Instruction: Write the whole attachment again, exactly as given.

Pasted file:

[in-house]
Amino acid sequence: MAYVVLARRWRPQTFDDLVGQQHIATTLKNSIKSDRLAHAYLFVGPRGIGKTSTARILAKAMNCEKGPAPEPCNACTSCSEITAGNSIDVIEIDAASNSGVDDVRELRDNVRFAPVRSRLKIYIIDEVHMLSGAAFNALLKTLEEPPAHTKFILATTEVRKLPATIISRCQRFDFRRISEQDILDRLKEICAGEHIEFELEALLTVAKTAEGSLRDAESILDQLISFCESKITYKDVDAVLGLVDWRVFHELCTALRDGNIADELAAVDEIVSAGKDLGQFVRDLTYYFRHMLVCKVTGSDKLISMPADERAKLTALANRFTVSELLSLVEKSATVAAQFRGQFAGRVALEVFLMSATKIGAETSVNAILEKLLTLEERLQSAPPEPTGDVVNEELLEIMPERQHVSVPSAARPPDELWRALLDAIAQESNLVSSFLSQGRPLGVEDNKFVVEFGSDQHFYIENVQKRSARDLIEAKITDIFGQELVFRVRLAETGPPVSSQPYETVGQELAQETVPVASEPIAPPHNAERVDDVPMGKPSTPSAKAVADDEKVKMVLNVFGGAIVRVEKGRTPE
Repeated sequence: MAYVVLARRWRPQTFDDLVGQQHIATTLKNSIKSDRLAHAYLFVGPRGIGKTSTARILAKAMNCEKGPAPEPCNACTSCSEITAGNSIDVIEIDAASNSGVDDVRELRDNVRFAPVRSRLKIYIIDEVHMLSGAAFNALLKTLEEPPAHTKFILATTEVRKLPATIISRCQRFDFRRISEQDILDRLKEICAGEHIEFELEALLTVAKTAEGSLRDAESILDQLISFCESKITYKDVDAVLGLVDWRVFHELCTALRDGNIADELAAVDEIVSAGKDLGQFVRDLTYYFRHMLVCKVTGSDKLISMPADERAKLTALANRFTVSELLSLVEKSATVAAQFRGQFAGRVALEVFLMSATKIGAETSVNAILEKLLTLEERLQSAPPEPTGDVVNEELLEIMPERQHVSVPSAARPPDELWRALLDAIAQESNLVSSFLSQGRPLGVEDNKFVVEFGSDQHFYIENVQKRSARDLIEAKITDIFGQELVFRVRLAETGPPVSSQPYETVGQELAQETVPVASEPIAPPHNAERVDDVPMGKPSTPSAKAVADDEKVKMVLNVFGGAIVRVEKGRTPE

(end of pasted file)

[in-house]
Amino acid sequence: MAYVVLARRWRPQTFDDLVGQQHIATTLKNSIKSDRLAHAYLFVGPRGIGKTSTARILAKAMNCEKGPAPEPCNACTSCSEITAGNSIDVIEIDAASNSGVDDVRELRDNVRFAPVRSRLKIYIIDEVHMLSGAAFNALLKTLEEPPAHTKFILATTEVRKLPATIISRCQRFDFRRISEQDILDRLKEICAGEHIEFELEALLTVAKTAEGSLRDAESILDQLISFCESKITYKDVDAVLGLVDWRVFHELCTALRDGNIADELAAVDEIVSAGKDLGQFVRDLTYYFRHMLVCKVTGSDKLISMPADERAKLTALANRFTVSELLSLVEKSATVAAQFRGQFAGRVALEVFLMSATKIGAETSVNAILEKLLTLEERLQSAPPEPTGDVVNEELLEIMPERQHVSVPSAARPPDELWRALLDAIAQESNLVSSFLSQGRPLGVEDNKFVVEFGSDQHFYIENVQKRSARDLIEAKITDIFGQELVFRVRLAETGPPVSSQPYETVGQELAQETVPVASEPIAPPHNAERVDDVPMGKPSTPSAKAVADDEKVKMVLNVFGGAIVRVEKGRTPE
Repeated sequence: MAYVVLARRWRPQTFDDLVGQQHIATTLKNSIKSDRLAHAYLFVGPRGIGKTSTARILAKAMNCEKGPAPEPCNACTSCSEITAGNSIDVIEIDAASNSGVDDVRELRDNVRFAPVRSRLKIYIIDEVHMLSGAAFNALLKTLEEPPAHTKFILATTEVRKLPATIISRCQRFDFRRISEQDILDRLKEICAGEHIEFELEALLTVAKTAEGSLRDAESILDQLISFCESKITYKDVDAVLGLVDWRVFHELCTALRDGNIADELAAVDEIVSAGKDLGQFVRDLTYYFRHMLVCKVTGSDKLISMPADERAKLTALANRFTVSELLSLVEKSATVAAQFRGQFAGRVALEVFLMSATKIGAETSVNAILEKLLTLEERLQSAPPEPTGDVVNEELLEIMPERQHVSVPSAARPPDELWRALLDAIAQESNLVSSFLSQGRPLGVEDNKFVVEFGSDQHFYIENVQKRSARDLIEAKITDIFGQELVFRVRLAETGPPVSSQPYETVGQELAQETVPVASEPIAPPHNAERVDDVPMGKPSTPSAKAVADDEKVKMVLNVFGGAIVRVEKGRTPE